There’s something ethereal and free-spirited about Gyan Rosling’s Burning Witches Records debut Embrace. The neon-eighties tilt, the airy synths, and the ‘Dance Party USA’-like percussive hits all come together like a swath of nostalgia that hit you direct in the face. Embrace is a time machine of an album that drops us right into 1986, when John Hughes was the king of the teen film, Reagan was vying for another term, and arcades were the place to find love, weed, and trouble all in one evening.
Gyan Rosling is the nom de plume of Conor Loughran, a young Irish artist based in Edinburgh. Loughran does come across in Gyan Rosling as a kid brother of sorts to Seth Haley’s Com Truise, albeit with less heft in the drums and with more of an air of optimism than the dystopian vibes of Haley’s long-running project. I guess this could be described as synth wave. There’s moments where you’re reminded of the more wistful moments of Le Matos’ Turbo Kid score, while others are very much radio-ready melody-filled pop tracks. It’s all very engrossing and Loughran never wastes a moment to move you.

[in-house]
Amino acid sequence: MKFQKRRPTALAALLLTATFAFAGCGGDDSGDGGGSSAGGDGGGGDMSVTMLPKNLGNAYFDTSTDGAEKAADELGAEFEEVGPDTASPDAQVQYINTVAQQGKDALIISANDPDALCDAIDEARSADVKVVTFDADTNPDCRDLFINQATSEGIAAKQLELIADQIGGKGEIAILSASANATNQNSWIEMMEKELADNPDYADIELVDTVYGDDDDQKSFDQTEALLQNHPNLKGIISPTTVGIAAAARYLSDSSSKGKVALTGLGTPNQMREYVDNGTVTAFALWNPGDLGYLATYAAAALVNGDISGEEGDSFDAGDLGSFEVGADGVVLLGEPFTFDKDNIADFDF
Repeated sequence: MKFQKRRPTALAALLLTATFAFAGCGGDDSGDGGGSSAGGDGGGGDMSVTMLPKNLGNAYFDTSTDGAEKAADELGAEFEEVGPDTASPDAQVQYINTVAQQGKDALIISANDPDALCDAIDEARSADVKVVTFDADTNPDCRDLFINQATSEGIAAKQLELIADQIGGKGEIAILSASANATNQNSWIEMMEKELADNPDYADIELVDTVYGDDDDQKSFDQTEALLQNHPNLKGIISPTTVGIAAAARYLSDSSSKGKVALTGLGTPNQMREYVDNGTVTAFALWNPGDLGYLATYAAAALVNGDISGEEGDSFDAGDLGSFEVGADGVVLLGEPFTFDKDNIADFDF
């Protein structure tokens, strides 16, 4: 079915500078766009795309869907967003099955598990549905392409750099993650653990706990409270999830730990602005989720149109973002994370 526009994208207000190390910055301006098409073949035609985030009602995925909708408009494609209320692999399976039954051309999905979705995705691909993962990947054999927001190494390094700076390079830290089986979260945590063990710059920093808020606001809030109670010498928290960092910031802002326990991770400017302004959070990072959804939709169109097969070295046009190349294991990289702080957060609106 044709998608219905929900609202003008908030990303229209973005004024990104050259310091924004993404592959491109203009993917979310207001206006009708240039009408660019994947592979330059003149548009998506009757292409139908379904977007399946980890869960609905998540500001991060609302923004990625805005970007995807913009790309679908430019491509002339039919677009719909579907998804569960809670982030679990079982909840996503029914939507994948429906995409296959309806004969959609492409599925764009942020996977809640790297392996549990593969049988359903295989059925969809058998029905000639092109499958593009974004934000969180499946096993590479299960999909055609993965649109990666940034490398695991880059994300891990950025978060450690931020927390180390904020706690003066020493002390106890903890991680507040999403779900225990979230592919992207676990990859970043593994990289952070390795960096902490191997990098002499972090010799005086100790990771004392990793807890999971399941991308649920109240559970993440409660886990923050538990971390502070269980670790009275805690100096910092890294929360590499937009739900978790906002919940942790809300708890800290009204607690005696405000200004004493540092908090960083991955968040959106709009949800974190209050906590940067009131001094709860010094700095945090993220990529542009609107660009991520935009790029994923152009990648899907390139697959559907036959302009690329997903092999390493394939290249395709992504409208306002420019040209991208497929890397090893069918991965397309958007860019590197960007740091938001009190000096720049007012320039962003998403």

“Reset” is an absolutely gorgeous album opener. Out of the gate you’re pulled into the world of Embrace with this great track’s melancholy lean and opening credits strength. Conor Loughran has the chops, both in writer and producer, to grab your attention with a pop melody. But it never sounds trite or disposable. There’s a weight to the energy here. Likewise with “Influx”, a very Le Matos-heavy track. It has a drive to it while never being heavy-handed. I could imagine this being both a dance floor track and a desert road trip jam. “Bliss” has all the makings of a club jam, but the melancholy of a song you’d put on a breakup mixtape.
Loughran’s deft sonic touches as Gyan Rosling come in handy to make the perfect pop song. A song that both moves you and drives you. A touch of the intellectual and the visceral. That’s what emotions are; a bit of the head and a bit of the heart. Something like “Fuschia” hits all the right notes, careening towards sunset vibes and endless possibilities, while album closer “Stoic” keeps things low key but always with a sense of longing in the peripheral.
Gyan Rosling’s Embrace is a light but heady cut of late summer longing and youthful beauty. In the times we currently reside, Embrace is just the musical distraction we need.
7.6 out of 10
‘Embrace’ is available now. Buy it here.